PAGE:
Taxi drivers in Montreal refuse to pick up airport passengers to protest Uber
The Canadian Press
Published Wednesday, February 10, 2016 4:25AM EST
Last Updated Thursday, February 11, 2016 12:24AM EST
Montreal taxi and limousine drivers targeted the city's airport Wednesday as part of their protest against Uber, promising to increase pressure tactics if the company doesn't suspend operations.
Drivers descended on Pierre Elliott Trudeau International Airport in the morning and refused to pick up passengers arriving in the city, leaving travellers stranded on the taxi platform.
The protest lasted a few hours and no flights were disrupted.
A spokesman for the cabbies, Benoit Jugand, said Uber is allowed to operate at the airport, even though the taxi industry has a $2.5-million contract with the agency that runs the facility.
"We have to send a message: Uber is not welcome in Quebec," Jugand told a news conference. "We have laws that are clear and we want them to be respected...The people who work in the taxi industry, mothers and fathers, are people who respect laws."
The airport authority later issued a statement to say Uber is not available at the airport.
California-based Uber is an app-based business that operates in 40 Canadian communities as well as around the world. It allows people to request rides over their phones and sets them up with drivers who use their personal vehicles. Getting an Uber ride is typically cheaper than taking a taxi.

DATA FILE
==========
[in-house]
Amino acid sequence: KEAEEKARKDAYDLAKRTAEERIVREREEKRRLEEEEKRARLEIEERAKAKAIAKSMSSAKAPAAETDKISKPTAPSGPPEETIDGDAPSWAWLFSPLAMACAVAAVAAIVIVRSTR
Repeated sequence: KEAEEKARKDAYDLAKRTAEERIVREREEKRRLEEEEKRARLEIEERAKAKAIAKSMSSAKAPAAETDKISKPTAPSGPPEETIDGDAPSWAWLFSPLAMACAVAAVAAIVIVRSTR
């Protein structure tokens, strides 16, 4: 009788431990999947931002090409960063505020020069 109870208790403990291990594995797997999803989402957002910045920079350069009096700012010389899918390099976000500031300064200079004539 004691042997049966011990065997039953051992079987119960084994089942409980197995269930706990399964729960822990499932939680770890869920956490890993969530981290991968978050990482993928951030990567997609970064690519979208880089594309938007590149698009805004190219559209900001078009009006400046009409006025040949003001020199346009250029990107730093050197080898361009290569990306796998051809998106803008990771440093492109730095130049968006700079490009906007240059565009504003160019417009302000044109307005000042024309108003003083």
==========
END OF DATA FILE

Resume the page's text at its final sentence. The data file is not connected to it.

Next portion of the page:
Cabbies are concerned that Uber drivers have an unfair advantage because they're not subject to licensing and insurance rules.
The Quebec branch of the United Steelworkers union, which represents many Montreal cab drivers, wants to pressure the province into forcing Uber to stop operating during upcoming legislative hearings into the taxi industry.
The cabbies say they will stop their protests if Uber suspends its operations during the commission's work.
On Wednesday, Montreal Mayor Denis Coderre called for a "truce" between the taxi industry and Uber, adding the company should "stop its activities" during the legislative inquiry.
"We don't want this to get out of hand or for the worst to happen," he said. "It's a very emotional situation and I think we can all sit down and talk in a calm way."
Quebec Transport Minister Jacques Daoust said he wants Uber to stop its "illegal" activities.
Daoust noted that the government has already seized 1,000 cars operated by Uber drivers.
Uber Canada spokesman Jean-Christophe de Le Rue said it was "unfortunate" Coderre was "seeking to protect the monopoly interests of the taxi industry while overlooking the majority of Montrealers who have made clear their desire for safe, reliable and affordable transportation options."
The controversy surrounding Uber has raged across the country, with Edmonton city council recently approving a bylaw that would allow it and similar companies to operate legally.
The bylaw takes effect March 1 and includes two licences: one for firms called private transportation providers and the other for taxis.
City officials in Toronto are also working on a bylaw. A report is expected in April. Mayor John Tory has commended Edmonton and says he hopes his city can accomplish the same thing.